Scripture portions from various translations quoted at Christianity 201 are always in green to remind us that the Scriptures have LIFE!

December 28, 2012

Continue to Come as a Child

Oswald ChambersIn our generation the most enduring devotional resource has been My Utmost For His Highest by Oswald Chambers. Many years ago a bookseller named James Reiman undertook to rewrite the entire book in more modern language, so that the type of sentence construction employed all those years ago wouldn’t be a barrier to people getting to the depth and riches of the material.

A year ago we ran a few Oswald Chambers Quotations, and  you can read a short biography of him here,  and also at Wikipedia.  It’s worth noting that Chambers never “wrote” My Utmost, rather, after his death his wife, who was a stenographer, transcribed notes from his talks.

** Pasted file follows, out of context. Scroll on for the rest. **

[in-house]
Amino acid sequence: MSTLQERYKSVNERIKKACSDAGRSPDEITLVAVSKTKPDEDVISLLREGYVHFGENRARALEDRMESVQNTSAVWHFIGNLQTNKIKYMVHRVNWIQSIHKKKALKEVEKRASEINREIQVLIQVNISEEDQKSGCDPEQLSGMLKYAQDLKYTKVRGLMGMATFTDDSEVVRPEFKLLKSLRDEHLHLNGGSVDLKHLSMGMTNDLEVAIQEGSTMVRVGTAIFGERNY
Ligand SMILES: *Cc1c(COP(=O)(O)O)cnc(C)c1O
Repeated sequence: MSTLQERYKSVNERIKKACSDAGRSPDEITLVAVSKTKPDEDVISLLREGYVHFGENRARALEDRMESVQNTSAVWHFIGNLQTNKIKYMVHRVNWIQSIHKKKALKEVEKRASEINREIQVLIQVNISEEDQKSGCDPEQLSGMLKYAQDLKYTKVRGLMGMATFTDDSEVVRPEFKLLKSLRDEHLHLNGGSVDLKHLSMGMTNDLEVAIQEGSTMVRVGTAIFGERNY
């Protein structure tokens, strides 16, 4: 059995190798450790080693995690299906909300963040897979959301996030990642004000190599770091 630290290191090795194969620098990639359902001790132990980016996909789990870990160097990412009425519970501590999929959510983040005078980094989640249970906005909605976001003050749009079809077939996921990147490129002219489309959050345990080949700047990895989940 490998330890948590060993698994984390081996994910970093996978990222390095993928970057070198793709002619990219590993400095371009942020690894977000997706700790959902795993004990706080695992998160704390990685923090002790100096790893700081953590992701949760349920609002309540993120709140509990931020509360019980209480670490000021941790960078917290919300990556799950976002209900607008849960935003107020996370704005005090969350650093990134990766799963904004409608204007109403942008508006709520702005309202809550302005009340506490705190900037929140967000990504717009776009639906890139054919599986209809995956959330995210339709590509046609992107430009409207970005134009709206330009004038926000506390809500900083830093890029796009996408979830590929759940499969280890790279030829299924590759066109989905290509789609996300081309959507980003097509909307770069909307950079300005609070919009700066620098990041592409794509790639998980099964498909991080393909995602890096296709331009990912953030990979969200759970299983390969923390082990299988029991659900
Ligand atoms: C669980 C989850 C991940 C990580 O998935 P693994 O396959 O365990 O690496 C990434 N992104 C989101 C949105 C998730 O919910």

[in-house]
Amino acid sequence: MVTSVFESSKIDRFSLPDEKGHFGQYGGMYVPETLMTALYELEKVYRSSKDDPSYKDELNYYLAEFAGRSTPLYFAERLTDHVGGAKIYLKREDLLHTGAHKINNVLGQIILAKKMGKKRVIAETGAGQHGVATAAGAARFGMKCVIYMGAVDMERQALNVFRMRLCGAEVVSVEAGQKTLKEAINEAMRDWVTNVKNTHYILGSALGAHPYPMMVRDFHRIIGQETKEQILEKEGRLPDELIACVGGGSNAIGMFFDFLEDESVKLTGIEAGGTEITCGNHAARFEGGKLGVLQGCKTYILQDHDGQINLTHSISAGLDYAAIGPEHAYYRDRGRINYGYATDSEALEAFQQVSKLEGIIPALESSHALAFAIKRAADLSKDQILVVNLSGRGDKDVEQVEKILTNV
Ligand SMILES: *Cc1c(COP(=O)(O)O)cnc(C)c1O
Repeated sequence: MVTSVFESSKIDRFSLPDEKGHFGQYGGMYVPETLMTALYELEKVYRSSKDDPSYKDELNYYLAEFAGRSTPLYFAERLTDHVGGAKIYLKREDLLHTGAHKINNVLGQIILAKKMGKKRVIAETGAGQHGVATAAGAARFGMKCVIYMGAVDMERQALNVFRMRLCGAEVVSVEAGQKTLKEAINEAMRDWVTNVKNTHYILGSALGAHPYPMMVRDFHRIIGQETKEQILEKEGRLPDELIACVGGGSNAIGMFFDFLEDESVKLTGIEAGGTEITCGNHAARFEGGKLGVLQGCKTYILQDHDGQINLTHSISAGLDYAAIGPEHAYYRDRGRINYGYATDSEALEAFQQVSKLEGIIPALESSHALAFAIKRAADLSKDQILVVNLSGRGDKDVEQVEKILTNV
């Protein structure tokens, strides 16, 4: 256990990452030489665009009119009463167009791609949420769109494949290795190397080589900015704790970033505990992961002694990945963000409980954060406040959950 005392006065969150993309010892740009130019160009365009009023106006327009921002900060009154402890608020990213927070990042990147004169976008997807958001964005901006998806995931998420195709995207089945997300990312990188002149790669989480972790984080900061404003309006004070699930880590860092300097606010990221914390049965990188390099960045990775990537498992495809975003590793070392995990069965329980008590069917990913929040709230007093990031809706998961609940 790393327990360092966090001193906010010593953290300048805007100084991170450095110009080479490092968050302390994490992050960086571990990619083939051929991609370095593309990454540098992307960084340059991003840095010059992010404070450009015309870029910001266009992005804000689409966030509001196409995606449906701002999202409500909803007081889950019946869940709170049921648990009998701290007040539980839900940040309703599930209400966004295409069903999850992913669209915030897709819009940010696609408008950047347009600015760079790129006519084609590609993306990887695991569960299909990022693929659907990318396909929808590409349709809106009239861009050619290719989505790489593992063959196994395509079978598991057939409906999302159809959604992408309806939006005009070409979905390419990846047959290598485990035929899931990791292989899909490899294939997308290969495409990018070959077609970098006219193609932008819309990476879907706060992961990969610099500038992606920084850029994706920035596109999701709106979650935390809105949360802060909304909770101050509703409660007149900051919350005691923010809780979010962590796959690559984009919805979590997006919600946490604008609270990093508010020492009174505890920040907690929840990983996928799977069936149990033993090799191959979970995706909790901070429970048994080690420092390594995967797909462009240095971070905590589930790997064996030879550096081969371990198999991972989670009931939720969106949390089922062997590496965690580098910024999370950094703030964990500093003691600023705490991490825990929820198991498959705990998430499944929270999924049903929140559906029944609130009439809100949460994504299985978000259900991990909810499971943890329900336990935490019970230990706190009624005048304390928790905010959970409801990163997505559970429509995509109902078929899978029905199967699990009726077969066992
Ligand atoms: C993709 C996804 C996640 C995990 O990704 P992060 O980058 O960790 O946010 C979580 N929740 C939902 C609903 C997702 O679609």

The sample devotionals below are from the website utmost.org  and are the  readings for yesterday and today. Click the calendar page on the site for the permanent links to each.

Where the Battle is Won and Lost

’If you will return, O Israel,’ says the Lord . . . —Jeremiah 4:1

Our battles are first won or lost in the secret places of our will in God’s presence, never in full view of the world. The Spirit of God seizes me and I am compelled to get alone with God and fight the battle before Him. Until I do this, I will lose every time. The battle may take one minute or one year, but that will depend on me, not God. However long it takes, I must wrestle with it alone before God, and I must resolve to go through the hell of renunciation or rejection before Him. Nothing has any power over someone who has fought the battle before God and won there.